Located in the Ruhr region, Germany’s largest urban area, Dortmund is a former centre for coal mining, steel industry and beer production, and is known for its cultural diversity due to its industrial history. With the last steel mill closing in 2001, Dortmund has become a modern university city with diverse industries ranging from logistics to biomedicine.
Dortmund has partly redeveloped its large brownfield sites - formerly used for industry - into industrial heritage sites, residential areas and green recreational areas. Dortmund has huge natural potential since it is fully surrounded by its green belt – the Emscher park.
The Living Lab: From the Deusenberg to the Huckarde district
Dortmund’s Living Lab area runs along the Emscher river next to the Huckarde district, stretching from the West of the city centre to the former coking plant Hansa and the former Deusenberg landfill site in the North.
Latest news from Dortmund
From steel plants to garden plants: how Dortmund’s industrial heritage is powering its green future
7 February 2019
Who makes urban space? How do you decide which route to take to work, or where to spend a sunny day? Anyone who has ever stepped off a paved footpath to take a shortcut knows that citizens do not follow an instruction manual. City planning provides an outline of how urban space can be, and the habits and preferences of the people who live there make that space into a home.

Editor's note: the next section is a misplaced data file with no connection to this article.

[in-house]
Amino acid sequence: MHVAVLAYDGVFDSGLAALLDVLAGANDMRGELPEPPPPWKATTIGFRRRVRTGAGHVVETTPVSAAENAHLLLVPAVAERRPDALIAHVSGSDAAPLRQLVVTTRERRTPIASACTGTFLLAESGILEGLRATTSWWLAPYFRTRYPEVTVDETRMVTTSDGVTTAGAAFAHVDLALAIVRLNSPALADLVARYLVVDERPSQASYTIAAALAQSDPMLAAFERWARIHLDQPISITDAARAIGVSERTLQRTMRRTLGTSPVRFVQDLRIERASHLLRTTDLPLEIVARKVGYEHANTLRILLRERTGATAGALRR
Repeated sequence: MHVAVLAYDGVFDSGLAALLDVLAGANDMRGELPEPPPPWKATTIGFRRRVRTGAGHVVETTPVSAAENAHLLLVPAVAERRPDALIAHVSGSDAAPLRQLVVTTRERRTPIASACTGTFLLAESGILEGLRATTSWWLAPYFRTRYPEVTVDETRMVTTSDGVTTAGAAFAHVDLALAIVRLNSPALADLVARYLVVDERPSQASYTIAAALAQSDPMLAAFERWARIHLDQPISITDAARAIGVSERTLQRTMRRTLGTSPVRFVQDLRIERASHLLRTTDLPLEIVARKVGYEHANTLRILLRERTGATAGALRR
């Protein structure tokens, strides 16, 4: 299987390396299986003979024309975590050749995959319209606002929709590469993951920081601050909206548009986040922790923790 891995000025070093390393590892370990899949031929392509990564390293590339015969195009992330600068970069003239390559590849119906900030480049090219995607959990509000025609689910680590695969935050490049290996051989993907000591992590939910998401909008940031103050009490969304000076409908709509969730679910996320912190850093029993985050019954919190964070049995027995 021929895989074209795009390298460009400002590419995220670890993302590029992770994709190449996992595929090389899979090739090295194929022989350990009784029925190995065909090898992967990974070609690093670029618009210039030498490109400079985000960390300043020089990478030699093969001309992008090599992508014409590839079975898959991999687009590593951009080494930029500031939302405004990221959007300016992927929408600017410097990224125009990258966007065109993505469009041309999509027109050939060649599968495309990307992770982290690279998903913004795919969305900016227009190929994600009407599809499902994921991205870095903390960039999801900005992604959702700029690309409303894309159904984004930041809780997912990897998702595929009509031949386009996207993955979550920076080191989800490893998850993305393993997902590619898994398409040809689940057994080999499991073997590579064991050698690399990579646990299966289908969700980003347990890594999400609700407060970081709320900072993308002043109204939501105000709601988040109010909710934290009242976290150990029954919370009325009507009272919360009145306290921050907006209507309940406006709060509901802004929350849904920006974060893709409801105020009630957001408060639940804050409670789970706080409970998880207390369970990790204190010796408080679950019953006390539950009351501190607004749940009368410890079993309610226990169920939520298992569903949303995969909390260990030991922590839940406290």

The German city of Dortmund is regenerating some of its most critical former industrial spaces and understands the value of including local residents in the process. Dagmar Knappe, City of Dortmund, said, “We think involvement of citizens is important as they know best what is needed in their neighbourhood. Moreover, it leads to more acceptance and a better connectivity with their neighbourhood.”
Students scout for ideal location for community aquaponics in Dortmund
31 October 2018
Last week landscape architecture students from the RWTH University of Aachen, joined forces to find the ideal location for the proGIreg community-based aquaponics system in the Dortmund Living Lab.
The vision is to enable residents in the post-industrial area of Huckarde, to produce their own locally-grown vegetables and fish, through aquaponics. Aquaponics is ideal for food production in areas with contaminated or poor quality soil - often the case in post-industrial areas - since it requires no soil; fish waste water provides the nutrients needed to feed the plants in a symbiotic environment.